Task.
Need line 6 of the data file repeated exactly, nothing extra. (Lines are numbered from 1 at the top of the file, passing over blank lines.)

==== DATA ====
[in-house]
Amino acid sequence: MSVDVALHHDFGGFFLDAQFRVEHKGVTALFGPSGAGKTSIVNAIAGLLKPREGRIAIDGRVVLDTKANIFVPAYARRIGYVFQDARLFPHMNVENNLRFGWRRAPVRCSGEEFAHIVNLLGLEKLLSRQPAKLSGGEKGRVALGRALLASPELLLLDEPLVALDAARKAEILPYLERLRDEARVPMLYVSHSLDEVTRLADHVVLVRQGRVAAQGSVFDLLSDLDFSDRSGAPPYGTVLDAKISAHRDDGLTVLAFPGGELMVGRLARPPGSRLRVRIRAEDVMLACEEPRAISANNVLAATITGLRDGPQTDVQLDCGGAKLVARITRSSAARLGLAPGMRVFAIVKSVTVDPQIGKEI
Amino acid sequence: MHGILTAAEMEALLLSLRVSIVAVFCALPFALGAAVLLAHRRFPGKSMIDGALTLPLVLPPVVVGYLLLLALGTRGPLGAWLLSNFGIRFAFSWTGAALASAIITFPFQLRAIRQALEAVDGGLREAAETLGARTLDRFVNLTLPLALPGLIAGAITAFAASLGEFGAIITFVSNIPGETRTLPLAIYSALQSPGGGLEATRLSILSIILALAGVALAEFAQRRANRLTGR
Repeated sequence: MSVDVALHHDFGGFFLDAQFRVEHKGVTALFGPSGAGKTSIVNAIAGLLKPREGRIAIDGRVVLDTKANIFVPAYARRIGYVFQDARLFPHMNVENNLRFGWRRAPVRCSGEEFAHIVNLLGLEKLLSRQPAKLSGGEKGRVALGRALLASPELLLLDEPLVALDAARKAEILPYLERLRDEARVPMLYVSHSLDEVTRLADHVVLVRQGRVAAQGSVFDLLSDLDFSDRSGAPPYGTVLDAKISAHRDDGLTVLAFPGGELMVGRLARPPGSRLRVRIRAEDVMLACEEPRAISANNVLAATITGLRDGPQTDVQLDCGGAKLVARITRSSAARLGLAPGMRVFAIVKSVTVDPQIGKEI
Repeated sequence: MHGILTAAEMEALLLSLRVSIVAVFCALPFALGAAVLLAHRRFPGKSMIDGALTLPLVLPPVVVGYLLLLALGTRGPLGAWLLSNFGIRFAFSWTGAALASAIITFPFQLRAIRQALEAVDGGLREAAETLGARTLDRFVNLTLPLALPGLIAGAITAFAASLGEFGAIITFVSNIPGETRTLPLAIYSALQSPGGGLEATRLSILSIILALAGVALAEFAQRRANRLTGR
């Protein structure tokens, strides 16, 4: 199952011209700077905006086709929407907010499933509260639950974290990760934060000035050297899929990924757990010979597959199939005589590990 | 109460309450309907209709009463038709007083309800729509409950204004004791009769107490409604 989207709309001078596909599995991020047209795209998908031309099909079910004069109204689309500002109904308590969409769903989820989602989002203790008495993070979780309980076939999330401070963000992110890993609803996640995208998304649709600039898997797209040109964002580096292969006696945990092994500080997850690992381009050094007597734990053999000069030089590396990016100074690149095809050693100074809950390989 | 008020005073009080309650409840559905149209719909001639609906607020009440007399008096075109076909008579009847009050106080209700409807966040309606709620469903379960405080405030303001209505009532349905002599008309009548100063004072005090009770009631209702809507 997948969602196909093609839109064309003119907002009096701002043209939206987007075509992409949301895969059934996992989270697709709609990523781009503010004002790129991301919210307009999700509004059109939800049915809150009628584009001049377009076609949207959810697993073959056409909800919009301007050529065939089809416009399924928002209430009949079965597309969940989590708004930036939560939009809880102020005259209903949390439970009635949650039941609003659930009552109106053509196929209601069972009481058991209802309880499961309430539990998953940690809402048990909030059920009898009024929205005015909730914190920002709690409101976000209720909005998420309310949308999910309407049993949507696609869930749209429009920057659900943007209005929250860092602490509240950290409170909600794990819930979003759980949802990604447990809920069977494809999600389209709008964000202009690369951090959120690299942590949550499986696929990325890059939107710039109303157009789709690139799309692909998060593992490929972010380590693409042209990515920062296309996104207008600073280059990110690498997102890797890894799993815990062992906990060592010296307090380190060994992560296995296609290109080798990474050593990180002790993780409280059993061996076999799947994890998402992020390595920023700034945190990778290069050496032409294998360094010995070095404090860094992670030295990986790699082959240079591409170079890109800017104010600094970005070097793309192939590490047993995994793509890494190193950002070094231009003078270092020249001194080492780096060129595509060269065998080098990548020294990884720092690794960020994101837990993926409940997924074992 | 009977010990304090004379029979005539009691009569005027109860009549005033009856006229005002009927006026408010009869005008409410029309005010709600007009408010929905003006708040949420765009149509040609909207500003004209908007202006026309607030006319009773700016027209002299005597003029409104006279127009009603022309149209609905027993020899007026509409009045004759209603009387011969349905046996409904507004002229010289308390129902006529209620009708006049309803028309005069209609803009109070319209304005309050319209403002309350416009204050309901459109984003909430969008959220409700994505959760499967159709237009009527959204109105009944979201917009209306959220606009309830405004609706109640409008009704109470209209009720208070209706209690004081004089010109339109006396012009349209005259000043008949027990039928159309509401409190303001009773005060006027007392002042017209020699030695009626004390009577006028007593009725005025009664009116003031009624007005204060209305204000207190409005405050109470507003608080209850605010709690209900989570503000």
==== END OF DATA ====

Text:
């Protein structure tokens, strides 16, 4: 199952011209700077905006086709929407907010499933509260639950974290990760934060000035050297899929990924757990010979597959199939005589590990 | 109460309450309907209709009463038709007083309800729509409950204004004791009769107490409604 989207709309001078596909599995991020047209795209998908031309099909079910004069109204689309500002109904308590969409769903989820989602989002203790008495993070979780309980076939999330401070963000992110890993609803996640995208998304649709600039898997797209040109964002580096292969006696945990092994500080997850690992381009050094007597734990053999000069030089590396990016100074690149095809050693100074809950390989 | 008020005073009080309650409840559905149209719909001639609906607020009440007399008096075109076909008579009847009050106080209700409807966040309606709620469903379960405080405030303001209505009532349905002599008309009548100063004072005090009770009631209702809507 997948969602196909093609839109064309003119907002009096701002043209939206987007075509992409949301895969059934996992989270697709709609990523781009503010004002790129991301919210307009999700509004059109939800049915809150009628584009001049377009076609949207959810697993073959056409909800919009301007050529065939089809416009399924928002209430009949079965597309969940989590708004930036939560939009809880102020005259209903949390439970009635949650039941609003659930009552109106053509196929209601069972009481058991209802309880499961309430539990998953940690809402048990909030059920009898009024929205005015909730914190920002709690409101976000209720909005998420309310949308999910309407049993949507696609869930749209429009920057659900943007209005929250860092602490509240950290409170909600794990819930979003759980949802990604447990809920069977494809999600389209709008964000202009690369951090959120690299942590949550499986696929990325890059939107710039109303157009789709690139799309692909998060593992490929972010380590693409042209990515920062296309996104207008600073280059990110690498997102890797890894799993815990062992906990060592010296307090380190060994992560296995296609290109080798990474050593990180002790993780409280059993061996076999799947994890998402992020390595920023700034945190990778290069050496032409294998360094010995070095404090860094992670030295990986790699082959240079591409170079890109800017104010600094970005070097793309192939590490047993995994793509890494190193950002070094231009003078270092020249001194080492780096060129595509060269065998080098990548020294990884720092690794960020994101837990993926409940997924074992 | 009977010990304090004379029979005539009691009569005027109860009549005033009856006229005002009927006026408010009869005008409410029309005010709600007009408010929905003006708040949420765009149509040609909207500003004209908007202006026309607030006319009773700016027209002299005597003029409104006279127009009603022309149209609905027993020899007026509409009045004759209603009387011969349905046996409904507004002229010289308390129902006529209620009708006049309803028309005069209609803009109070319209304005309050319209403002309350416009204050309901459109984003909430969008959220409700994505959760499967159709237009009527959204109105009944979201917009209306959220606009309830405004609706109640409008009704109470209209009720208070209706209690004081004089010109339109006396012009349209005259000043008949027990039928159309509401409190303001009773005060006027007392002042017209020699030695009626004390009577006028007593009725005025009664009116003031009624007005204060209305204000207190409005405050109470507003608080209850605010709690209900989570503000």